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The Energy Charter Treaty

Author: Mark Kissack

Published: 15 Mar 2023

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What is the ECT and why are countries abandoning it?

There is an urgent need to decarbonize the global energy sector to reduce the impacts of climate change. The need to eliminate the reliance on Russian gas after the Ukraine war has reinforced the requirement to reduce fossil fuel use. Many governments around the world are helping the energy transition through measures supporting the growth of renewable energies. For instance, The United States will invest $400 billion in supporting energy security and tackling climate change through the Inflation Reduction Act. The EU Green Deal involves €270 billion similarly being invested.

There has been one little known obstacle to reducing our reliance on fossil fuels – the Energy Charter Treaty (ECT). The Treaty was established in 1994 following the fall of the Soviet Union. Its aim was to protect the investments of western countries investing in the energy infrastructure of the newly formed countries from nationalisation or excessive regulation. The Treaty covers all aspects of commercial energy activities, including trade, transit, investments and energy efficiency.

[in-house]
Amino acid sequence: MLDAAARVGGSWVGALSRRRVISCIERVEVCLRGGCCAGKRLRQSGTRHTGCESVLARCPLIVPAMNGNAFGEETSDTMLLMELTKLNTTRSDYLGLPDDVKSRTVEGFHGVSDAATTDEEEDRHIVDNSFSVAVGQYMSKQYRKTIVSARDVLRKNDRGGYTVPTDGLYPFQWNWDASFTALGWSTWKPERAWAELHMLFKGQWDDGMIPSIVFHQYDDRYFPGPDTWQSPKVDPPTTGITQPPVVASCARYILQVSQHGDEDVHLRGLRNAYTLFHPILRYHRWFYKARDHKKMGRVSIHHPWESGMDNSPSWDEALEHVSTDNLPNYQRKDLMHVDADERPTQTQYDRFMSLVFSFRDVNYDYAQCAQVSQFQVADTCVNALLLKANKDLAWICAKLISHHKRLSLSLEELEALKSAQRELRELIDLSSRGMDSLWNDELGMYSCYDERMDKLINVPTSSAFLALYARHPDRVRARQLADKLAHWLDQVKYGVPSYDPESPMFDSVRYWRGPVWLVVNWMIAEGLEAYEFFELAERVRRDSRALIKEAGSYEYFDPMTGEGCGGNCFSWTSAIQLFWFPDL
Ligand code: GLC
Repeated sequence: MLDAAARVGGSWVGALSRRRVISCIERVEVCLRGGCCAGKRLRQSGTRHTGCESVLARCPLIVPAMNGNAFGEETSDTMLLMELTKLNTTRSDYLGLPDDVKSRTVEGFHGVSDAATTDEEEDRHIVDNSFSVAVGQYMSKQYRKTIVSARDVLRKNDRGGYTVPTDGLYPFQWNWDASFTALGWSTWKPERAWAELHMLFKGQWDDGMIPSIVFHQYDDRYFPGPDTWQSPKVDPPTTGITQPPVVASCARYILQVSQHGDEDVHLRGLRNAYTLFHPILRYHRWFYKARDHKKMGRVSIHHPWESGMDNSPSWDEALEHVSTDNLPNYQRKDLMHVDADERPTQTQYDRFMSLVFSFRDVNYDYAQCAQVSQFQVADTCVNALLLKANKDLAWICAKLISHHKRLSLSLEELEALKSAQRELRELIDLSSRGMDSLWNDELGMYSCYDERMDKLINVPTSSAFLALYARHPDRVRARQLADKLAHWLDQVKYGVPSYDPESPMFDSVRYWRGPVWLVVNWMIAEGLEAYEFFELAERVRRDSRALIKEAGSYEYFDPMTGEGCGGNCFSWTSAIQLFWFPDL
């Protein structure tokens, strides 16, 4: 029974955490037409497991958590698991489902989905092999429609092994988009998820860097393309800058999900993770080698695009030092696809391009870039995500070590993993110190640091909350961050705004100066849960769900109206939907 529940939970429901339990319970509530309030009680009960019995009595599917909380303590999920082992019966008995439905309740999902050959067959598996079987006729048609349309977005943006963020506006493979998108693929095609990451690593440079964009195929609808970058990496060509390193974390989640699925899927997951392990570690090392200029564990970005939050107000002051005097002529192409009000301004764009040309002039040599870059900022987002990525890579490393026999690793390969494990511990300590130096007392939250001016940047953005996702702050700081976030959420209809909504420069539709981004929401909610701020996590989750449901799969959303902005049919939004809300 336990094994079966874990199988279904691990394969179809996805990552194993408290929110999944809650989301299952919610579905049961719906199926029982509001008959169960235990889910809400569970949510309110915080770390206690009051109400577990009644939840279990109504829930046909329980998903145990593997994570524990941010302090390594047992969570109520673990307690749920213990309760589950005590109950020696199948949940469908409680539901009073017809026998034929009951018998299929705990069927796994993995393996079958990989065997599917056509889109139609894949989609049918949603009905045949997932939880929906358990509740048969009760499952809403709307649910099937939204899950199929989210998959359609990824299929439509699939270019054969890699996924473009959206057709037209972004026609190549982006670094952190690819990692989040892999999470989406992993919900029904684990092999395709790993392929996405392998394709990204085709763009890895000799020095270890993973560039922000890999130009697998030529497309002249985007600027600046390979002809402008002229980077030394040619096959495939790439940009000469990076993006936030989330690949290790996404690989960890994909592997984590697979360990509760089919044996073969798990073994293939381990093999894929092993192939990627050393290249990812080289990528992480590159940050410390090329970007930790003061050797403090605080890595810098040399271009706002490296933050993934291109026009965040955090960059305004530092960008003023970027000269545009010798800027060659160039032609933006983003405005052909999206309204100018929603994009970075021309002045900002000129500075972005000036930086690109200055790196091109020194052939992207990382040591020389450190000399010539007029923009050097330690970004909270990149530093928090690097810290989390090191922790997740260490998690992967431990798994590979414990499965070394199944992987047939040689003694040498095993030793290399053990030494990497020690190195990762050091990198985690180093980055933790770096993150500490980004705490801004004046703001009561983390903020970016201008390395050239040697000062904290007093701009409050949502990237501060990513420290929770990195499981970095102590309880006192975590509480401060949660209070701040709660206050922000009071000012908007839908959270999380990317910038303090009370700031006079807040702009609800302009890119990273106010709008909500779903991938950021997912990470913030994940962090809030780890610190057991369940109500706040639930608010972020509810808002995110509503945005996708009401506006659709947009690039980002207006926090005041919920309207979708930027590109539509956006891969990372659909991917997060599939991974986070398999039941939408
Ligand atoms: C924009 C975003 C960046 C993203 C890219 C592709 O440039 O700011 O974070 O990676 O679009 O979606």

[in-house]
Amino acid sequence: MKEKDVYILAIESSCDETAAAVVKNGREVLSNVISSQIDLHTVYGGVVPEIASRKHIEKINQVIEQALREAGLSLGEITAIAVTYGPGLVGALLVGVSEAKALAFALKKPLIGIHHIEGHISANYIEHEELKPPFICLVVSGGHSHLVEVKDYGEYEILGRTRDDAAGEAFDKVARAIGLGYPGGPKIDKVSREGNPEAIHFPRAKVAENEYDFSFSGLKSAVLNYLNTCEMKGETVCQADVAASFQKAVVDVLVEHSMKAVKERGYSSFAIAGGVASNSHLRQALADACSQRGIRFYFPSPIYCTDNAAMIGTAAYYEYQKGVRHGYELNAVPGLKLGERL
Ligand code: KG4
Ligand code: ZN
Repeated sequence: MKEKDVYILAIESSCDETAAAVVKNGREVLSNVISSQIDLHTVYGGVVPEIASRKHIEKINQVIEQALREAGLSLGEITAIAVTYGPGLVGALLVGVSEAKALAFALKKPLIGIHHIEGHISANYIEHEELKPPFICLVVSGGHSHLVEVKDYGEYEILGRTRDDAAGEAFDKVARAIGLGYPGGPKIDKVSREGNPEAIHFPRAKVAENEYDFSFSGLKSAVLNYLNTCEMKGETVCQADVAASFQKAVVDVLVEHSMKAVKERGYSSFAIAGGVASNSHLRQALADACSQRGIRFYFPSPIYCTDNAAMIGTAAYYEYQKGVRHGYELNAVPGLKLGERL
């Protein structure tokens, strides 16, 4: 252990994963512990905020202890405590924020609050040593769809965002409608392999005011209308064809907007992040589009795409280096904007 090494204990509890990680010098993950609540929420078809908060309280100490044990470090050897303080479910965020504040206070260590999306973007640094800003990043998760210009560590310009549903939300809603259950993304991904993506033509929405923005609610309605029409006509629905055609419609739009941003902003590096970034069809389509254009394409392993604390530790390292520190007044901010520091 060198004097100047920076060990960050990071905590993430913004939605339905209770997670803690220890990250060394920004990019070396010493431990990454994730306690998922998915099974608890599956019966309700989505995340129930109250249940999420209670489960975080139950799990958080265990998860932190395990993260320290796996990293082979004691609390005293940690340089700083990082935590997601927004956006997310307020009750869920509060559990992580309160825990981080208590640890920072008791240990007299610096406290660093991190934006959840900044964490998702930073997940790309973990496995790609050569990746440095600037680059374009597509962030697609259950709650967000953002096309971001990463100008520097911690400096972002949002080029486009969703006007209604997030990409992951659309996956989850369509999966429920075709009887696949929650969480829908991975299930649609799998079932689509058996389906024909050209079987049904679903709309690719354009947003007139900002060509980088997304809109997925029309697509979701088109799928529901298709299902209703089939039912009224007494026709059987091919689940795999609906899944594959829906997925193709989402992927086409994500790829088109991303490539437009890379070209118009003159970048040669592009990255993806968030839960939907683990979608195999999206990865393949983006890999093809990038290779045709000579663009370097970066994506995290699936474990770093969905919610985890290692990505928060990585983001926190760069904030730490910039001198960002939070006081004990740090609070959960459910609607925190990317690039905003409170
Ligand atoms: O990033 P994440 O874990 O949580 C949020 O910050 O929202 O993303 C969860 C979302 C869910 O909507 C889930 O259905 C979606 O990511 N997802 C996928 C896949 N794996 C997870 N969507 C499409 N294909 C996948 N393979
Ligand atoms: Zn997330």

The ECT has been used by fossil fuel companies to protect their interests. For instance, in 2009 Swedish energy firm Vattenfall made a claim for $1.9 billion against Germany for delays in permits to operate a coal-fired power plant in Hamburg. Under the Treaty, fossil fuel companies can sue countries for the premature closing of fossil fuel plants. The Treaty is the most litigated investment deal in the world.

The ECT is clearly an obstacle to countries wishing to reduce their dependence on fossil fuels. Consequently, in 2022, France announced that it was leaving the Treaty, followed by Spain, the Netherlands, Poland, Slovenia and Germany. At the time, the EU was proposing to reform the Treaty. However, on 7 February 2023, the EU, in a U-turn, announced that it would be withdrawing from the ECT. Former members are bound by the Treaty for 20 years after leaving. The Treaty could still be used to delay the adoption of renewable energies.

Countries around the world are providing much support to decarbonise the energy sector. However, the Energy Charter Treaty could still act as a major obstacle to reducing our dependence on fossil fuels.

*The views expressed are the author’s and not ICAEW’s.